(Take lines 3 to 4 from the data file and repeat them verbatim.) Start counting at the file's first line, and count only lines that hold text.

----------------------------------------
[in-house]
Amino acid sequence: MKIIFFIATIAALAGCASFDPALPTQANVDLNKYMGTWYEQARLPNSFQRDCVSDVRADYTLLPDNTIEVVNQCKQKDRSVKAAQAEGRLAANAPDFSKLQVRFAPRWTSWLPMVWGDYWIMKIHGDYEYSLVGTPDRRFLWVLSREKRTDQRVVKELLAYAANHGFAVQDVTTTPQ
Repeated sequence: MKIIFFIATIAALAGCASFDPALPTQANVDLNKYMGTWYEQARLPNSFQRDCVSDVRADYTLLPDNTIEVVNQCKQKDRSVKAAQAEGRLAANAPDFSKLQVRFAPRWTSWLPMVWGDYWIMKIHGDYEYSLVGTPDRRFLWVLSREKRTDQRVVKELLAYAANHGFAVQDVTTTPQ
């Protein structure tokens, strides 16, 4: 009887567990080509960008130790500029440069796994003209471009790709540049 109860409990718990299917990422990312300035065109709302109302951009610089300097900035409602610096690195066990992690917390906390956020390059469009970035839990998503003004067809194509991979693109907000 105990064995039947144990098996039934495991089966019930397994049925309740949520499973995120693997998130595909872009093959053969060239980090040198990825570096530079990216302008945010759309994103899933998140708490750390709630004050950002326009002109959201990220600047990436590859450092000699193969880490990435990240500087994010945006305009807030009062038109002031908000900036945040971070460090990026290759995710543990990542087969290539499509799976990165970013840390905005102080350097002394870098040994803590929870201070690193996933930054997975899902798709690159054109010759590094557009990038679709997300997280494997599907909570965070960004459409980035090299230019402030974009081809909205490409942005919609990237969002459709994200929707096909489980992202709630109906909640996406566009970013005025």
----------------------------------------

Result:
Repeated sequence: MKIIFFIATIAALAGCASFDPALPTQANVDLNKYMGTWYEQARLPNSFQRDCVSDVRADYTLLPDNTIEVVNQCKQKDRSVKAAQAEGRLAANAPDFSKLQVRFAPRWTSWLPMVWGDYWIMKIHGDYEYSLVGTPDRRFLWVLSREKRTDQRVVKELLAYAANHGFAVQDVTTTPQ
């Protein structure tokens, strides 16, 4: 009887567990080509960008130790500029440069796994003209471009790709540049 109860409990718990299917990422990312300035065109709302109302951009610089300097900035409602610096690195066990992690917390906390956020390059469009970035839990998503003004067809194509991979693109907000 105990064995039947144990098996039934495991089966019930397994049925309740949520499973995120693997998130595909872009093959053969060239980090040198990825570096530079990216302008945010759309994103899933998140708490750390709630004050950002326009002109959201990220600047990436590859450092000699193969880490990435990240500087994010945006305009807030009062038109002031908000900036945040971070460090990026290759995710543990990542087969290539499509799976990165970013840390905005102080350097002394870098040994803590929870201070690193996933930054997975899902798709690159054109010759590094557009990038679709997300997280494997599907909570965070960004459409980035090299230019402030974009081809909205490409942005919609990237969002459709994200929707096909489980992202709630109906909640996406566009970013005025």